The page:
Railroaded — In hearings called by the Texas Railroad Commission, panels have determined that two oil companies are not responsible for earthquakes, “despite research suggesting otherwise,” as the Texas Tribune bluntly put it. The agency called the panel after SMU researchers determined that industry activity “most likely unleashed” two dozen mini-earthquakes in North Texas’s Barnett Shale area. “The peer-reviewed research, published in April, linked the earthquakes to wells operated by XTO Energy and EnerVest.” As the story notes, there seems to be pretty clear and long-documented evidence that drilling practices do indeed cause quakes, but Railroad Commission is still unconvinced. “‘I don’t think we know the answer yet,’ Commissioner Christi Craddick said last month during an on-stage interview at the Texas Tribune Festival.”
Hit and Trial Run — The trial of Rashad Owens, who is accused of killing four people and injuring at least twenty after crashing his car during SXSW in 2013, continues with more heartbreaking testimony. Tuesday was the second day of the trial and the testimony of witnesses, including eyewitness video from the scene, continued to pile on the devastation caused by the wreck. “Travis County prosecutors Amy Meredith and Marc Chavez have argued Owens made no attempt to stop or avoid people as he fled police, which they say shows his intention was to flee at whatever the cost,” writes the Austin American-Statesman, which has been covering the trial extensively. “But through their questioning of witnesses, defense lawyers Rick Jones, Russell Hunt and Benjamin Gergen tried to show that Owens was drunk, scared and disoriented, and didn’t mean to cause others harm.” As KXAN notes, “In order for the jury to find Owens guilty of capital murder, the prosecution must prove he initially, or knowingly, killed people as he made the choice to evade police. If convicted of capital murder, Owens will receive an automatic sentence of life in prison.” Forensic experts are scheduled to testify Wednesday with the trial lasting another week and a half.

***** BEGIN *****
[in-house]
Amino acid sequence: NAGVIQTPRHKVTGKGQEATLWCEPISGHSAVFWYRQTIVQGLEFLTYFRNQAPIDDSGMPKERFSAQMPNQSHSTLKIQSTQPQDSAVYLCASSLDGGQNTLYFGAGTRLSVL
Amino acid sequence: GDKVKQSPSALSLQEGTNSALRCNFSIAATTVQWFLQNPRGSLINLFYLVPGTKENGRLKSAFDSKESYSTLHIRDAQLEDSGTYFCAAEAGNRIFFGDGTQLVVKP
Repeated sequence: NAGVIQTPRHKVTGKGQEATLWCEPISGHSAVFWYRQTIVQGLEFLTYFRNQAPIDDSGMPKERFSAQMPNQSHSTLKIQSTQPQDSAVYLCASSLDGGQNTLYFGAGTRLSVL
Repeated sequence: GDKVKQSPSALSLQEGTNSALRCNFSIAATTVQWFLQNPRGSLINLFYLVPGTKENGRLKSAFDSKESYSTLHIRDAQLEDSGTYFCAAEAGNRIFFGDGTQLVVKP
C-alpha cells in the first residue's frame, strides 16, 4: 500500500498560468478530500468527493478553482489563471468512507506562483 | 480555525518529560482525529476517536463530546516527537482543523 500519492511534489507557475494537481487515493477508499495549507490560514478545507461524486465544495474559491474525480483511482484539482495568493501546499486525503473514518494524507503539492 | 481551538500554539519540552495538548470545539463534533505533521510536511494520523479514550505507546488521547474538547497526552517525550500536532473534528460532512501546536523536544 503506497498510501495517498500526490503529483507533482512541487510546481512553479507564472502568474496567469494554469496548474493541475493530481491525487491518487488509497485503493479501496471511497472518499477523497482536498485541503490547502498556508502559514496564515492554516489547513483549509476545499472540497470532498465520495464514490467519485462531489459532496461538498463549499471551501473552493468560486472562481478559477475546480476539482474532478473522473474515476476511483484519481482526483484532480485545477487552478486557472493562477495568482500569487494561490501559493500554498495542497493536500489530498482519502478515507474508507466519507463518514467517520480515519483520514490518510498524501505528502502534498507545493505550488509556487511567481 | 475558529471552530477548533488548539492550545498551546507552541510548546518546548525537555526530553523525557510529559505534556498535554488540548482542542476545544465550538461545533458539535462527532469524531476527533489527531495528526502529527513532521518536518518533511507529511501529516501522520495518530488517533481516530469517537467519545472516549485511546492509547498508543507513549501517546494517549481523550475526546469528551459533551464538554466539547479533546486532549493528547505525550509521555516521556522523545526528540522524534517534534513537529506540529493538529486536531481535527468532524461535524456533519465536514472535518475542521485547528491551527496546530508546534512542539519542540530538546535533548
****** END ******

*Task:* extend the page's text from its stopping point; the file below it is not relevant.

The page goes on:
Oops! — Poor Jeb! The Republican Presidential candidates with Texas ties just can’t catch a break. Ever since the previous debate, Bush has been trying to reinvigorate his campaign, specifically with an e-book and a new tour/slogan: Jeb Can Fix It. But one former candidate for Austin city council claims Bush stole his slogan. In retaliation, Jimmy Flannigan bought up JebCanFixIt.com before the actual Jeb could. “Now jebcanfixit.com links to … Flannigan’s site,” reports the San Antonio Express-News, “which replaces the'”Jeb!’ campaign signature with ‘Jeb?’ and displays a hammer emblazoned with, ‘Flannigan Can Fix It.'” Even better, Flannigan appears to be about as liberal as they come, except for the capitalist part. He “bought the name for about $20 and doesn’t know how much he’d charge to sell it to Bush.”
Editor’s note: A previous version of this story stated that the Texas Railroad Commission, the state’s oldest regulatory agency, commissioned a study to determine if the activity of two oil companies may have caused earthquakes.